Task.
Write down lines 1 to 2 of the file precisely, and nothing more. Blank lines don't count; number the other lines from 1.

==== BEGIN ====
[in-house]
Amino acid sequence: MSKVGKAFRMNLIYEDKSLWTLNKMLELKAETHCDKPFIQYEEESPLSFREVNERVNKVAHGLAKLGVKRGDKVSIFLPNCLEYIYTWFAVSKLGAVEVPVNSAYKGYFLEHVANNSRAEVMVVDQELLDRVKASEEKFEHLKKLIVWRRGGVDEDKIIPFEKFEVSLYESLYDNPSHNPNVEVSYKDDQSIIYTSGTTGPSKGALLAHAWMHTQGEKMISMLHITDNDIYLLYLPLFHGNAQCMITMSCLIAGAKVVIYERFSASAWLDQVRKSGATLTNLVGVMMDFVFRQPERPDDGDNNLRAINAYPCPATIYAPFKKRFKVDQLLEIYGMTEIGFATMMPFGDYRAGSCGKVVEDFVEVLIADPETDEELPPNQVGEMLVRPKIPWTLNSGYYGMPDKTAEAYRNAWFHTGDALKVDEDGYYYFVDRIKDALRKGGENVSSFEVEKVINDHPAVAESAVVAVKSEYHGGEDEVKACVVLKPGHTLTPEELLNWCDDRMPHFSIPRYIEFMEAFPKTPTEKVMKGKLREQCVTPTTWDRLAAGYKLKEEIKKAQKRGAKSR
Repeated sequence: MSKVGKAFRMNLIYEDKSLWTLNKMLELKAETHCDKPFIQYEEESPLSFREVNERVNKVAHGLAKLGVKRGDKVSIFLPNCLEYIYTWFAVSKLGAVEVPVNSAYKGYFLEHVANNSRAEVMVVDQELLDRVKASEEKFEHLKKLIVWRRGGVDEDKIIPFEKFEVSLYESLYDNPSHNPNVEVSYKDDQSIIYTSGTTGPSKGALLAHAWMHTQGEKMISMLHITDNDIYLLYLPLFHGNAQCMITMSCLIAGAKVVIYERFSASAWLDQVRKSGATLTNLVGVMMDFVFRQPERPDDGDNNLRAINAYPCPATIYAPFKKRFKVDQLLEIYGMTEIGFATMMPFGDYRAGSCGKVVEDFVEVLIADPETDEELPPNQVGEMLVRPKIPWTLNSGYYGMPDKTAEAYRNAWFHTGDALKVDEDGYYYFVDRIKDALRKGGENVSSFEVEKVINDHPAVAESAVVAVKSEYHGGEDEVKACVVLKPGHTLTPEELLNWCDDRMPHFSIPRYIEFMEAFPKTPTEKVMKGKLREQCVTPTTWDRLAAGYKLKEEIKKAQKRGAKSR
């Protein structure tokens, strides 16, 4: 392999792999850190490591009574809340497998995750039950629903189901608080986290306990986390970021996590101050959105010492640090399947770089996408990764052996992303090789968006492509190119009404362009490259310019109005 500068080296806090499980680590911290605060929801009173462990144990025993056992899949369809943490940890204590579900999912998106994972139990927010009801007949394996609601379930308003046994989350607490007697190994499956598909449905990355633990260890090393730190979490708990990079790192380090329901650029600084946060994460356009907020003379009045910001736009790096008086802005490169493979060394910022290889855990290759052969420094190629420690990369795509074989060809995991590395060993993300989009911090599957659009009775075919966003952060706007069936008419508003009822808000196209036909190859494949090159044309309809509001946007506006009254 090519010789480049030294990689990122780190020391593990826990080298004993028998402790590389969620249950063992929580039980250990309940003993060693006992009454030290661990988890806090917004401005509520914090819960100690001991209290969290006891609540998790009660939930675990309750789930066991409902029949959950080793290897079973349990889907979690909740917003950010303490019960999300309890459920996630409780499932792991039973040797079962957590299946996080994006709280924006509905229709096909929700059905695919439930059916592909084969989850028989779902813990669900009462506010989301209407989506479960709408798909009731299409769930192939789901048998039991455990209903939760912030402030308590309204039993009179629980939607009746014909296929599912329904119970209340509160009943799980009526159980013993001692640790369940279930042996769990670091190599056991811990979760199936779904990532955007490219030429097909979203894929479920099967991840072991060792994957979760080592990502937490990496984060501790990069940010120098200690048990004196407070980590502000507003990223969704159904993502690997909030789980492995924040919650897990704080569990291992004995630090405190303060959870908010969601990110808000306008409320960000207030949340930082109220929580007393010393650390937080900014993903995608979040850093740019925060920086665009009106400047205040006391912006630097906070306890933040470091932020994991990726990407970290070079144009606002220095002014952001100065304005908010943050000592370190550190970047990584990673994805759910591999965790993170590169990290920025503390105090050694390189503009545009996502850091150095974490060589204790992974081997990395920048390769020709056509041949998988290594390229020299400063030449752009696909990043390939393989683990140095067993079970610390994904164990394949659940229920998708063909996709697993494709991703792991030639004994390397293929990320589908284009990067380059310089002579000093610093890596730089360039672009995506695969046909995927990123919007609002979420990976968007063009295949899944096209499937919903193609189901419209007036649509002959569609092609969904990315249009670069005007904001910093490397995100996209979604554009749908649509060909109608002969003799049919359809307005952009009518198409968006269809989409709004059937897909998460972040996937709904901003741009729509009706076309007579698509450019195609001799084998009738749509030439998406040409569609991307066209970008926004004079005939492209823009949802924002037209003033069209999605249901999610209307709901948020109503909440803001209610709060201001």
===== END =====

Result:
[in-house]
Amino acid sequence: MSKVGKAFRMNLIYEDKSLWTLNKMLELKAETHCDKPFIQYEEESPLSFREVNERVNKVAHGLAKLGVKRGDKVSIFLPNCLEYIYTWFAVSKLGAVEVPVNSAYKGYFLEHVANNSRAEVMVVDQELLDRVKASEEKFEHLKKLIVWRRGGVDEDKIIPFEKFEVSLYESLYDNPSHNPNVEVSYKDDQSIIYTSGTTGPSKGALLAHAWMHTQGEKMISMLHITDNDIYLLYLPLFHGNAQCMITMSCLIAGAKVVIYERFSASAWLDQVRKSGATLTNLVGVMMDFVFRQPERPDDGDNNLRAINAYPCPATIYAPFKKRFKVDQLLEIYGMTEIGFATMMPFGDYRAGSCGKVVEDFVEVLIADPETDEELPPNQVGEMLVRPKIPWTLNSGYYGMPDKTAEAYRNAWFHTGDALKVDEDGYYYFVDRIKDALRKGGENVSSFEVEKVINDHPAVAESAVVAVKSEYHGGEDEVKACVVLKPGHTLTPEELLNWCDDRMPHFSIPRYIEFMEAFPKTPTEKVMKGKLREQCVTPTTWDRLAAGYKLKEEIKKAQKRGAKSR